It is far more of a problem for anyone wanting to use the line as part of a longer journey. For example anyone travelling from stations in Southern Scotland to Appleby, Skipton, Leeds or beyond, if they miss the 1049 departure from Carlisle have a wait of almost 3 hours until 1340. Similar situation at Leeds when travelling north if you miss the 1049 there is wait until 1318.
There would be a fair bit of logic in doing that all day rather than just early afternoon.
What you show here is how the various combinations of slow trains, long gaps between services and poor connections seriously impair potential growth.
The current S&C service is ok-ish (but not brilliant) for commuter traffic at each end of the S&C, and ok (but not brilliant) for Leeds/Bradford to Carlisle or intermediate stations. I suppose it's ok too for Carlisie & Appleby to south of Leeds like Barnsley (one change) because south of Leeds, most connecting services are at least 1 TPH. But for anyone from Leeds/Bradford to beyond Carlisle, it's very hit and miss at best, and potentially disastrous if relying on a connection late evening.
Granted, there can't be huge traffic flows like yours or eg Wakefield to Annan etc, but as it stands, such trips must be very off-putting for anyone other than a dedicated rail user.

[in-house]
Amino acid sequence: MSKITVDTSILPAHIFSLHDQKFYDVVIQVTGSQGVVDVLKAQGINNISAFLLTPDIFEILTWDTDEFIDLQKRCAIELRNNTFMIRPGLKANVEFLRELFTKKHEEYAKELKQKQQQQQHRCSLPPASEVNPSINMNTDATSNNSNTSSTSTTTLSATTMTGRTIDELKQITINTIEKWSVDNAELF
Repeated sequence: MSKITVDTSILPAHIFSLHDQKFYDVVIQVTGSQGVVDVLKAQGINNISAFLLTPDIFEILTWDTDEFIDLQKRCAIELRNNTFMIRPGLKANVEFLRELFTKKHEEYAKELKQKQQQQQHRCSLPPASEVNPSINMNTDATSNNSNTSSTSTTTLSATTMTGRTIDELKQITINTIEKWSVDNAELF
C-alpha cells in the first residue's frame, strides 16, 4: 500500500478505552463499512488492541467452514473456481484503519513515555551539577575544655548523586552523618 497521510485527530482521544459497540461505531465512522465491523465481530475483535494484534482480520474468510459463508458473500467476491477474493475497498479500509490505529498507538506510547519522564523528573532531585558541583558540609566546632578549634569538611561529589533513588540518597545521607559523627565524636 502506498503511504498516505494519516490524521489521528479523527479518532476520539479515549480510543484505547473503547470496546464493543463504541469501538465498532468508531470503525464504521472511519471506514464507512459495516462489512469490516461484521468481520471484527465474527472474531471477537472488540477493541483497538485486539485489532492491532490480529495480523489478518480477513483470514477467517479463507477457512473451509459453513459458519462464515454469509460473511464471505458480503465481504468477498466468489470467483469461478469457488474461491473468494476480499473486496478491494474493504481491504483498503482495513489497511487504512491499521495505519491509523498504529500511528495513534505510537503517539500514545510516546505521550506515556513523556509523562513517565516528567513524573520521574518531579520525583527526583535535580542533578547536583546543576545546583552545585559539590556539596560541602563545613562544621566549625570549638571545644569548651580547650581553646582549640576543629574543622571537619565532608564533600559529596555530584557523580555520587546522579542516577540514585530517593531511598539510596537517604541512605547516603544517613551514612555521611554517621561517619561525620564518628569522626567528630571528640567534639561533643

I can't see there being any chance of a regular 1 TP2H semi-fast service over the line as sucggested up thread, but if you could get one each way in the peak hours (say, around 08.47 and 17.47 ex Leeds, and 07.50 and 17.30 ex Carlisle, stopping only Settle, Appleby and maybe Kirkby Stephen or Langwathby) to give a 2 hr 30 min end-to-end schedule, it would be a start to tempting more long-distance travellers while also helping the peak hour services to boot.
If you could get the line speed up to 75 mph, those timings could be cut to 2 hr 10-15 mins at a guess, and you really would be starting to get more competitive on times too. But I guess Northern have got more pressing needs.